Seeking help should not be seen as weak


Long after attending the suicide of a young lady, I saw her mother in a local supermarket aisle.

Upon recognising me, a look of horror came over her face and she broke down in tears. I will be forever associated with the worst day of her life.

Every suicide is attended and investigated by police officers.

The year I was born, police were twice as likely to attend a road death as a suicide.

Now we’re twice as likely to attend a suicide.

Suicides increased last year to 606, showing societal pressures contributing to people taking their own lives remain just as constant as ever.

Musicians and suicide have long had an unhealthy synergy, but R.E.M. song Everybody Hurts was written as an anti-suicide song to reach out to people who felt they had no hope.

The lyrics were written in a straightforward manner and aimed at teenagers.

On a lighter note, the song topped a poll of songs most likely to make a grown man cry. Second was Eric Clapton’s Tears in Heaven, followed by Leonard Cohen’s Hallelujah.

What causes males, and Maori, to take their lives in statistically high numbers in New Zealand?

Why is our youth suicide rate so bad?

Stigma attached to depression being perceived as a weakness?

The tradition of the “harden up mate” culture in New Zealand, and pressure on men to be a particular mould?

The toxic mix of high rates of family violence and child abuse?

Maori issues surrounding cultural identity and the impact of colonisation?

New Zealand’s bad record for bullying in schools?

Mental health advocate and comedian Mike King has called for everyone involved in the suicide-prevention industry to be sacked, his outlook being lack of actions and resourcing and over-intellectual debate and complex plans.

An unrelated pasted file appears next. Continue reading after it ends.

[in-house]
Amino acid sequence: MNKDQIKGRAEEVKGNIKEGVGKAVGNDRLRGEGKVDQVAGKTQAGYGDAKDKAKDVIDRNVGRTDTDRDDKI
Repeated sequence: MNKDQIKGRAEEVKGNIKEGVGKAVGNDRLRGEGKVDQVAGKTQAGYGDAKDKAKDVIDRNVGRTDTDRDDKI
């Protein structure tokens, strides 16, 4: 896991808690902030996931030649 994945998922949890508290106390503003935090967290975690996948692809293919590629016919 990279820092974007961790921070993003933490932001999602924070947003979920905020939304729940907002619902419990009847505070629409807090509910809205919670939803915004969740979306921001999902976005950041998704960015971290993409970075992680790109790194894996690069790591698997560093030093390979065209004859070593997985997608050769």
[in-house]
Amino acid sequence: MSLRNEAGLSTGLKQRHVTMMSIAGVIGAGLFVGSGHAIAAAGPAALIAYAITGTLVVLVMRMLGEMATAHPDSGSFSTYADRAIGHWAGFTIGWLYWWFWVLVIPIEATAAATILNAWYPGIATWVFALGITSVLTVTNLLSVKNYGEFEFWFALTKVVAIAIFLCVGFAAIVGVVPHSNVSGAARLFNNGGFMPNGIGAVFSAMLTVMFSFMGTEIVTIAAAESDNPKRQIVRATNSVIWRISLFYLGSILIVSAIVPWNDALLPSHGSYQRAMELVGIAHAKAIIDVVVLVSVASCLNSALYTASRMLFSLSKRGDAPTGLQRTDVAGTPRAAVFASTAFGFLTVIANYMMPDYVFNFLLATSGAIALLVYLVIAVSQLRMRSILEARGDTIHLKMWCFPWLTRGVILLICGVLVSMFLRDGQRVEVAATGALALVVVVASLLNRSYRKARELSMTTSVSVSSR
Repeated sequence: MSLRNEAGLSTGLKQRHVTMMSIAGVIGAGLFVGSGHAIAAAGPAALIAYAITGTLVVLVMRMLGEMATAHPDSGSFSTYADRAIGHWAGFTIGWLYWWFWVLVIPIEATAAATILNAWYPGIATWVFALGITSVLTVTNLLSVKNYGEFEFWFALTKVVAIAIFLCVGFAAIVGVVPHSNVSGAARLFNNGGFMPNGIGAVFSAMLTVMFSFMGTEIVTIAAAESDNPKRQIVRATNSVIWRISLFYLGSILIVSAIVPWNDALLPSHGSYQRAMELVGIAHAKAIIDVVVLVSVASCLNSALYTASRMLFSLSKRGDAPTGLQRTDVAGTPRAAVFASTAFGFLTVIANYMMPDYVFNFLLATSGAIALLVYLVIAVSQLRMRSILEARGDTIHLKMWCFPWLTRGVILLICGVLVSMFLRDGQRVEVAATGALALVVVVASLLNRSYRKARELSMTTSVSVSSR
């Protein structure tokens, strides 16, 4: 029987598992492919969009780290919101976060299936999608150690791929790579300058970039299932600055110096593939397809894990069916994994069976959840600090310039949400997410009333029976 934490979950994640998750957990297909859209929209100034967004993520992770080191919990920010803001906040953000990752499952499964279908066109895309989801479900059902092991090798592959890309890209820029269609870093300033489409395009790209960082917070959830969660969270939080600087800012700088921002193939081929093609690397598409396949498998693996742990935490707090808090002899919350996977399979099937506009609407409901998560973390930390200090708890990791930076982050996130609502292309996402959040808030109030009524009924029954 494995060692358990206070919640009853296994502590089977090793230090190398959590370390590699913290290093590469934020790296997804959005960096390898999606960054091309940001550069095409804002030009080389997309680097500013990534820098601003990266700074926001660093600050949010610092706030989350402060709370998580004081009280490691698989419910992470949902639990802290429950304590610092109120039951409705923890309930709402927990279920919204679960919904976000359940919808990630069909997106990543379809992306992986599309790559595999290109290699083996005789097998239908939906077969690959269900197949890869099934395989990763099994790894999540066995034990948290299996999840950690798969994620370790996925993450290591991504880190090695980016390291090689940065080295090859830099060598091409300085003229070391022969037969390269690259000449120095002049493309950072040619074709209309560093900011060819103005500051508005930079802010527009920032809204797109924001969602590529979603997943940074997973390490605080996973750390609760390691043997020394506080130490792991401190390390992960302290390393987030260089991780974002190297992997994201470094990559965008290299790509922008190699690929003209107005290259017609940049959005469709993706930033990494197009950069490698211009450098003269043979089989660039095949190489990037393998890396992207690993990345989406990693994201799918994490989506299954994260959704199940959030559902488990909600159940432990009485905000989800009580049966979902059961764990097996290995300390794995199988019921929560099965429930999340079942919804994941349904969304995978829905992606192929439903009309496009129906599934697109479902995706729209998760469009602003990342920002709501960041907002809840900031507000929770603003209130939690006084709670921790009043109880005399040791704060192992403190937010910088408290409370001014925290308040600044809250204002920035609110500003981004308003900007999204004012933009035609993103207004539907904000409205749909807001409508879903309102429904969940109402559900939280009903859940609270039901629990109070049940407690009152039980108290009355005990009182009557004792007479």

Many commit suicide without letting on they’re thinking about it.

They’re not easy to spot; therefore, the people most in need of help are the toughest to save.

Often heard at a funeral is, “we never realised – he always seemed happy”.

I sought out counselling when a couple of youth suicides I attended in short succession stayed with me and affected me.

I don’t see this as a weakness – merely being human, and seeking assistance when required.

A high percentage of us have suicidal thoughts – whether fleeting or thoughts that grind you down.

It’s a pretty normal part of being human, yet asking for help is seen as a failure, especially by men.

This is the attitudinal change required by society.


Need help?
Healthline 0800 611-116
Lifeline Aotearoa 0800 543-354
Suicide Crisis Help
line 0508 828-865 (0508 TAUTOKO)
Samaritans 0800 726-666
Alcohol Drug Helpline 0800 787-797
General mental health inquiries 0800 443-366
The Depression Helpline 0800 111-757
Youthline 0800 376-633 txt 234 or email
What’s Up (for 5 to 18-year-olds; 1pm-11pm) 0800 942-8787
Kidsline (aimed at children up to 14; 4pm-6pm weekdays) 0800 543-754 (0800 kidsline)